Nikka’s Coffey range comes to Australia
In years gone by, Australian shelves were graced with aged-stated whiskies from Nikka’s Yoichi and Miyagikyo distilleries. Those days disappeared a few years back and for a while the only expression you could get your hands on was the incredibly tasty Nikka From The Barrel. That is until now. Asahi Premium Beverages are gradually launching the full Nikka Coffey series into Australia, starting with the Nikka Coffey Grain.
Thanks to that good news, I recently found myself sitting down with Naoki Tomoyoshi and Emiko Kaji from Nikka Distilleries to learn all about the Coffey series, and how they do things at Nikka.
The Coffey Series and grain whisky
Not trying to re-write whisky literature here, but it probably helps to know two quick things, to help put this new release into perspective:
- Where the Coffey term comes from, and
- What grain whisky is.
No, the ‘Coffey’ reference has absolutely nothing to do with the delicious brown caffeinated beverage! It comes from Mr Coffey (known to his mates as Aeneas), who is credited with inventing and patenting a continuous column-still design in 1830. That design would go on to become the most sought-after piece of equipment for grain whisky producers around the world. As for grain whisky itself? Whereas single malt whisky is made solely from malted barley, generally in a pot still, grain whisky can theoretically be made from any grain, and it’s distilled in a column still (sometimes also referred to as a continuous, or Coffey still).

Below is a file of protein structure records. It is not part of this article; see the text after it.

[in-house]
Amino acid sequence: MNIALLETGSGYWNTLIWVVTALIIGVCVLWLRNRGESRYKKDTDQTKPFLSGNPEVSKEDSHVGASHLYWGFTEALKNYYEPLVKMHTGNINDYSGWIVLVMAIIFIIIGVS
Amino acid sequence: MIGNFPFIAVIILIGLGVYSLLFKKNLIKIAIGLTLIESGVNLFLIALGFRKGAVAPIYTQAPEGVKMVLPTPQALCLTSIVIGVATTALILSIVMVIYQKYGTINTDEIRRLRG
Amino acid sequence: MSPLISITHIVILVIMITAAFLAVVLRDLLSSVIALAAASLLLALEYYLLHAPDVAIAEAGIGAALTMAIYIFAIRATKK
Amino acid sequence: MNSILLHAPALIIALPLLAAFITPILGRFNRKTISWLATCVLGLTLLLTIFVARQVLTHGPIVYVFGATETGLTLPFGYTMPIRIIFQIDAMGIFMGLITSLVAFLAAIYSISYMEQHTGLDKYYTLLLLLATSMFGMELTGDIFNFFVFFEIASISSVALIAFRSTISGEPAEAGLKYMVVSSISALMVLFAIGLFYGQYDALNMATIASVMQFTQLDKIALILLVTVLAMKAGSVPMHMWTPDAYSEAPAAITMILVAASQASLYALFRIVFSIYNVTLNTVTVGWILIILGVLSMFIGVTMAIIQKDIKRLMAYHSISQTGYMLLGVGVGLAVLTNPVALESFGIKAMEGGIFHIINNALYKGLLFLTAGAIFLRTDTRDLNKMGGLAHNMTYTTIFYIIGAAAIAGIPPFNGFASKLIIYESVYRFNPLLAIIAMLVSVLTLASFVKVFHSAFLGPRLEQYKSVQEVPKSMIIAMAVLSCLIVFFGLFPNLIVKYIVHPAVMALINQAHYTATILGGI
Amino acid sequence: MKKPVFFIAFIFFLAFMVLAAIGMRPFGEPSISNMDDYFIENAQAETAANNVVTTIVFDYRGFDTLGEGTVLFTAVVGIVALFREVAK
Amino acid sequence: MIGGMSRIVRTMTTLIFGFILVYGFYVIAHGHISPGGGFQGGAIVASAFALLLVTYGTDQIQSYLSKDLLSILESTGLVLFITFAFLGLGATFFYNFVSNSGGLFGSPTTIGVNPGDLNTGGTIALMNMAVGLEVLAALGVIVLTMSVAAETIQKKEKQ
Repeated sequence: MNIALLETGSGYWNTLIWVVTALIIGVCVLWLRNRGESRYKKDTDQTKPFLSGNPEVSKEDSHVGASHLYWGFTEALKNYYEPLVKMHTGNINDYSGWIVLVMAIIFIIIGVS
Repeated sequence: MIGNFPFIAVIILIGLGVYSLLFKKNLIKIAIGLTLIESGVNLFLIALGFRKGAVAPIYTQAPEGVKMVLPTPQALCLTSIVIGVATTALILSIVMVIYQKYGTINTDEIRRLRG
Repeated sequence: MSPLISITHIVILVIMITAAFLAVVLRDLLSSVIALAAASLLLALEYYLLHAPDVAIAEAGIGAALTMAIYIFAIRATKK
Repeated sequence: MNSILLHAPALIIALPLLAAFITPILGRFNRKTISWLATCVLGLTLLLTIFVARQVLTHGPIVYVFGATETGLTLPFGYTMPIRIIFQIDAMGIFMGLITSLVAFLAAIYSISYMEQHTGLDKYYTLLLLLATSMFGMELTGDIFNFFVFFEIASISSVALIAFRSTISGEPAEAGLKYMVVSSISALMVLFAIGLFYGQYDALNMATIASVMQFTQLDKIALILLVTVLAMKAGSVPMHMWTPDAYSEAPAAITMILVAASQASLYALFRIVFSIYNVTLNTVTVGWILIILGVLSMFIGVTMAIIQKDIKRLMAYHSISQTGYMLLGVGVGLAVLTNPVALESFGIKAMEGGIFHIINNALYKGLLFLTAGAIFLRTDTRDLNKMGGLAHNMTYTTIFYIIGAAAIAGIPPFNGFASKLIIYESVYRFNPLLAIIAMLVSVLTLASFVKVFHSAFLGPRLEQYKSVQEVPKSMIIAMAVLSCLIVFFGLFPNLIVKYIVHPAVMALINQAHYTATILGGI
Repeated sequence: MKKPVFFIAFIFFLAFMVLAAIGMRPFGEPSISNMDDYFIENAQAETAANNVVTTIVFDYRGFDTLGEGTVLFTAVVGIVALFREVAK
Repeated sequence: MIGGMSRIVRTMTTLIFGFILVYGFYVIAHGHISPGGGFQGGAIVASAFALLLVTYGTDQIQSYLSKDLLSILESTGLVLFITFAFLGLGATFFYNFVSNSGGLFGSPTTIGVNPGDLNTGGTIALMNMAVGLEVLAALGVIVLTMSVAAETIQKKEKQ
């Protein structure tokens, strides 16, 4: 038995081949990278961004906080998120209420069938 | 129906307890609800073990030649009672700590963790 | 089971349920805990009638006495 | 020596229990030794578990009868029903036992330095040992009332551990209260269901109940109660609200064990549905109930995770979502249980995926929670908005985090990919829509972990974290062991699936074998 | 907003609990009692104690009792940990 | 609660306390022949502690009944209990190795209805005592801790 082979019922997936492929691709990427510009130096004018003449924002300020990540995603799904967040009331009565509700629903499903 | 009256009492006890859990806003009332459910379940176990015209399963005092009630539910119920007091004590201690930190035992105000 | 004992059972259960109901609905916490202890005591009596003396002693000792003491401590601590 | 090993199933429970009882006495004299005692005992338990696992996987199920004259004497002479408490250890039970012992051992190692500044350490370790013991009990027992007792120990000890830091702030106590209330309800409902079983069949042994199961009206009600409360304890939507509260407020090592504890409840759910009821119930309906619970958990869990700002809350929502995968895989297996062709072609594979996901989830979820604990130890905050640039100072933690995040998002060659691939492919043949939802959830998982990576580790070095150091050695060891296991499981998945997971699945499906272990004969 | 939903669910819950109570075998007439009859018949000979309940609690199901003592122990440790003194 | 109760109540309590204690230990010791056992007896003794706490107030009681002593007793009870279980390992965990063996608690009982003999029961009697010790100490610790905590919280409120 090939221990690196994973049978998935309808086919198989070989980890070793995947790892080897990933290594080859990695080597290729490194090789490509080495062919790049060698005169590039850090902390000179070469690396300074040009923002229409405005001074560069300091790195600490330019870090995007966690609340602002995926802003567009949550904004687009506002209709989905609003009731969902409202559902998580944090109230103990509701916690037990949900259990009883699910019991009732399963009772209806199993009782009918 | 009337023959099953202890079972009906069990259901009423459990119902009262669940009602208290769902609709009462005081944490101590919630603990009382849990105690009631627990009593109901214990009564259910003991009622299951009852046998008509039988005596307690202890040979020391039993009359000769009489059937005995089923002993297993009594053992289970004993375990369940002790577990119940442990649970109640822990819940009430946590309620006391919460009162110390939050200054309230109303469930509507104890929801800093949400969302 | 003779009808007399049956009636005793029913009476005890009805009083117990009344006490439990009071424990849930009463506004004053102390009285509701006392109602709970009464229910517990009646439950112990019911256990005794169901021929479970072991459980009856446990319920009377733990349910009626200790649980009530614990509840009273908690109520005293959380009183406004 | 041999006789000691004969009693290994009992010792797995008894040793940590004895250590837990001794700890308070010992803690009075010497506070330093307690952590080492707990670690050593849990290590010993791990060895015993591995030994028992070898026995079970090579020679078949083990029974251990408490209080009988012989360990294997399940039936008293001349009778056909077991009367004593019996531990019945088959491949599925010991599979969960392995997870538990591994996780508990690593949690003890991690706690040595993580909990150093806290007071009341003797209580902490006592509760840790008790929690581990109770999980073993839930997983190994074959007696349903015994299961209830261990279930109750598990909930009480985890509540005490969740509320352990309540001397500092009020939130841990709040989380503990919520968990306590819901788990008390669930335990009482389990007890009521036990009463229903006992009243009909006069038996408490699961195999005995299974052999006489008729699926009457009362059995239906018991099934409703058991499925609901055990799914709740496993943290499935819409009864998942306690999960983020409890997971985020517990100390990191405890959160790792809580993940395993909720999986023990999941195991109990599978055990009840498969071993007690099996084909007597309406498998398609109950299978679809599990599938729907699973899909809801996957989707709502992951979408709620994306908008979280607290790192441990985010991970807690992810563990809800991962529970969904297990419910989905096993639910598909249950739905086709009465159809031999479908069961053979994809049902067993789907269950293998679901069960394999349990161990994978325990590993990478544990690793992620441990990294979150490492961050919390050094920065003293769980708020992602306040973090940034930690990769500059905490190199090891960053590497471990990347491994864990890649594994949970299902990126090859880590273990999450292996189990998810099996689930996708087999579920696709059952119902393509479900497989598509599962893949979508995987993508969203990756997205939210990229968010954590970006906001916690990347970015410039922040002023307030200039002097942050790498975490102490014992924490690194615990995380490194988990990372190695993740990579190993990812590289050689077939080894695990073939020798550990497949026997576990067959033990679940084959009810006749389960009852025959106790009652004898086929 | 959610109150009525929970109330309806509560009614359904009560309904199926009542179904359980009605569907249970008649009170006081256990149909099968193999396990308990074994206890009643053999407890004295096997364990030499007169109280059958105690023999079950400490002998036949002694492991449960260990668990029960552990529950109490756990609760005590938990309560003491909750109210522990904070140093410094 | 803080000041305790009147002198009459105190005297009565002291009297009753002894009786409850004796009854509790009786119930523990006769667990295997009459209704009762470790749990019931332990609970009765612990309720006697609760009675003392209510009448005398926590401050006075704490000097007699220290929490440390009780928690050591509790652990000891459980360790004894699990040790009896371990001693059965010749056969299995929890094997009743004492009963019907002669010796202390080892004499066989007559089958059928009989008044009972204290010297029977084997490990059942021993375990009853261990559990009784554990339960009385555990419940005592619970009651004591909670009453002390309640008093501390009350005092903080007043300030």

Emiko tells me that Nikka’s first Coffey Still (they now have two) was imported from Scotland in 1963 and was installed in their Nishinomiya facility. That facility was later closed and in 1999 both stills were re-located to their Miyagikyo Distillery, where they now produce the grain distillate for their entire Coffey series (Coffey Grain, Coffey Malt, Gin and Vodka). In the case of their Nikka Coffey Grain expression, it’s distilled from American corn (with a small component – less than 5% – of malted barley), before being filled into casks at 63% ABV.
On the nose it’s immediately sweet, creamy and buttery. I get notes of cinnamon finger buns with runny icing, a touch of orange peel, toffee, coconut and sweet tropical fruit.